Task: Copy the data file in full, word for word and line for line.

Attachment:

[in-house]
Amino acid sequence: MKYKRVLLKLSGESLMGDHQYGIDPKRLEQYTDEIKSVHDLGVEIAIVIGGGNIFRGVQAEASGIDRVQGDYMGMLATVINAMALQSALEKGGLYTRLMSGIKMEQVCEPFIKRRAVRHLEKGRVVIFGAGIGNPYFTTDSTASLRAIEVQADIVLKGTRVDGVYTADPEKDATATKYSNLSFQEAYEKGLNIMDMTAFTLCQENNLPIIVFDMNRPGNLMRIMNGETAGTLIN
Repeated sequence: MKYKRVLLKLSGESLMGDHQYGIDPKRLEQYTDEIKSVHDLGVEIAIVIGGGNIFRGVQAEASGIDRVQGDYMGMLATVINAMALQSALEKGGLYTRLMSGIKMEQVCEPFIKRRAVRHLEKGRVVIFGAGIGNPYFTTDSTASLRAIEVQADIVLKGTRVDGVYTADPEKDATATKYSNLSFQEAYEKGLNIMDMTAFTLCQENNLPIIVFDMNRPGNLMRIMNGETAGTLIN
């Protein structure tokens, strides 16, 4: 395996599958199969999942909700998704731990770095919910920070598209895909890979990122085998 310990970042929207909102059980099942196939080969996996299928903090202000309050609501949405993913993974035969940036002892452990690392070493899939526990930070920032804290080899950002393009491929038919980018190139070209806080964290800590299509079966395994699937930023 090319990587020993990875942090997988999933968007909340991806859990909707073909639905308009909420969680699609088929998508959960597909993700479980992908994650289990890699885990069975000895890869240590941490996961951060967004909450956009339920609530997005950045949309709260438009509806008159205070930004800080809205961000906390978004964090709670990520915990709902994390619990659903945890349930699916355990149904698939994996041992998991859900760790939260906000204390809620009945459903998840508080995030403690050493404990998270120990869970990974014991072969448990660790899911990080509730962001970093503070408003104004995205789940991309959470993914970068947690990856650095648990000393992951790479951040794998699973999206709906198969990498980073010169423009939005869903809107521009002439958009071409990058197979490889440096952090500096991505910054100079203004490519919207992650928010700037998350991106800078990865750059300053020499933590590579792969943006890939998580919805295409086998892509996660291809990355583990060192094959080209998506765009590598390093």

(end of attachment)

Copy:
[in-house]
Amino acid sequence: MKYKRVLLKLSGESLMGDHQYGIDPKRLEQYTDEIKSVHDLGVEIAIVIGGGNIFRGVQAEASGIDRVQGDYMGMLATVINAMALQSALEKGGLYTRLMSGIKMEQVCEPFIKRRAVRHLEKGRVVIFGAGIGNPYFTTDSTASLRAIEVQADIVLKGTRVDGVYTADPEKDATATKYSNLSFQEAYEKGLNIMDMTAFTLCQENNLPIIVFDMNRPGNLMRIMNGETAGTLIN
Repeated sequence: MKYKRVLLKLSGESLMGDHQYGIDPKRLEQYTDEIKSVHDLGVEIAIVIGGGNIFRGVQAEASGIDRVQGDYMGMLATVINAMALQSALEKGGLYTRLMSGIKMEQVCEPFIKRRAVRHLEKGRVVIFGAGIGNPYFTTDSTASLRAIEVQADIVLKGTRVDGVYTADPEKDATATKYSNLSFQEAYEKGLNIMDMTAFTLCQENNLPIIVFDMNRPGNLMRIMNGETAGTLIN
């Protein structure tokens, strides 16, 4: 395996599958199969999942909700998704731990770095919910920070598209895909890979990122085998 310990970042929207909102059980099942196939080969996996299928903090202000309050609501949405993913993974035969940036002892452990690392070493899939526990930070920032804290080899950002393009491929038919980018190139070209806080964290800590299509079966395994699937930023 090319990587020993990875942090997988999933968007909340991806859990909707073909639905308009909420969680699609088929998508959960597909993700479980992908994650289990890699885990069975000895890869240590941490996961951060967004909450956009339920609530997005950045949309709260438009509806008159205070930004800080809205961000906390978004964090709670990520915990709902994390619990659903945890349930699916355990149904698939994996041992998991859900760790939260906000204390809620009945459903998840508080995030403690050493404990998270120990869970990974014991072969448990660790899911990080509730962001970093503070408003104004995205789940991309959470993914970068947690990856650095648990000393992951790479951040794998699973999206709906198969990498980073010169423009939005869903809107521009002439958009071409990058197979490889440096952090500096991505910054100079203004490519919207992650928010700037998350991106800078990865750059300053020499933590590579792969943006890939998580919805295409086998892509996660291809990355583990060192094959080209998506765009590598390093």